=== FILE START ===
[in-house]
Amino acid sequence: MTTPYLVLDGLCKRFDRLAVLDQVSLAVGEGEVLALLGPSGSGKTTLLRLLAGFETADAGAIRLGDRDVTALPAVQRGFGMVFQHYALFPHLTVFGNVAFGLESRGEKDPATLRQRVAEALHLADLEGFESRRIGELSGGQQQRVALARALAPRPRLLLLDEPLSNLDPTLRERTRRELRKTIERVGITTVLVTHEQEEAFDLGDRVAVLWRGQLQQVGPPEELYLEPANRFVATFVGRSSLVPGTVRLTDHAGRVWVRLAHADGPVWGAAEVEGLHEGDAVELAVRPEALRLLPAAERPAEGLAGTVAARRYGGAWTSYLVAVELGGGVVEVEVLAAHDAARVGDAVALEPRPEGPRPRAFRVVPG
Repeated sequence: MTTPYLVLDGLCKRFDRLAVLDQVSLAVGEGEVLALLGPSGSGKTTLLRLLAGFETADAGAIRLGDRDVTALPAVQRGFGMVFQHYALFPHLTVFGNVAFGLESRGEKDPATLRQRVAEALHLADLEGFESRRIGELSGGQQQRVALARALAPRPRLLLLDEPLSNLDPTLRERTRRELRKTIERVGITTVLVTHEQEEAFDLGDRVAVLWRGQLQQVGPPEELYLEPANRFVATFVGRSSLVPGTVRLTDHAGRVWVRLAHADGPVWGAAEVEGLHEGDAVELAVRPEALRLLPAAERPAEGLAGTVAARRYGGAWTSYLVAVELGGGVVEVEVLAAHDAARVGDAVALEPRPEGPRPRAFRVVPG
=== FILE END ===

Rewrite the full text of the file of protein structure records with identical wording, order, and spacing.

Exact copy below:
[in-house]
Amino acid sequence: MTTPYLVLDGLCKRFDRLAVLDQVSLAVGEGEVLALLGPSGSGKTTLLRLLAGFETADAGAIRLGDRDVTALPAVQRGFGMVFQHYALFPHLTVFGNVAFGLESRGEKDPATLRQRVAEALHLADLEGFESRRIGELSGGQQQRVALARALAPRPRLLLLDEPLSNLDPTLRERTRRELRKTIERVGITTVLVTHEQEEAFDLGDRVAVLWRGQLQQVGPPEELYLEPANRFVATFVGRSSLVPGTVRLTDHAGRVWVRLAHADGPVWGAAEVEGLHEGDAVELAVRPEALRLLPAAERPAEGLAGTVAARRYGGAWTSYLVAVELGGGVVEVEVLAAHDAARVGDAVALEPRPEGPRPRAFRVVPG
Repeated sequence: MTTPYLVLDGLCKRFDRLAVLDQVSLAVGEGEVLALLGPSGSGKTTLLRLLAGFETADAGAIRLGDRDVTALPAVQRGFGMVFQHYALFPHLTVFGNVAFGLESRGEKDPATLRQRVAEALHLADLEGFESRRIGELSGGQQQRVALARALAPRPRLLLLDEPLSNLDPTLRERTRRELRKTIERVGITTVLVTHEQEEAFDLGDRVAVLWRGQLQQVGPPEELYLEPANRFVATFVGRSSLVPGTVRLTDHAGRVWVRLAHADGPVWGAAEVEGLHEGDAVELAVRPEALRLLPAAERPAEGLAGTVAARRYGGAWTSYLVAVELGGGVVEVEVLAAHDAARVGDAVALEPRPEGPRPRAFRVVPG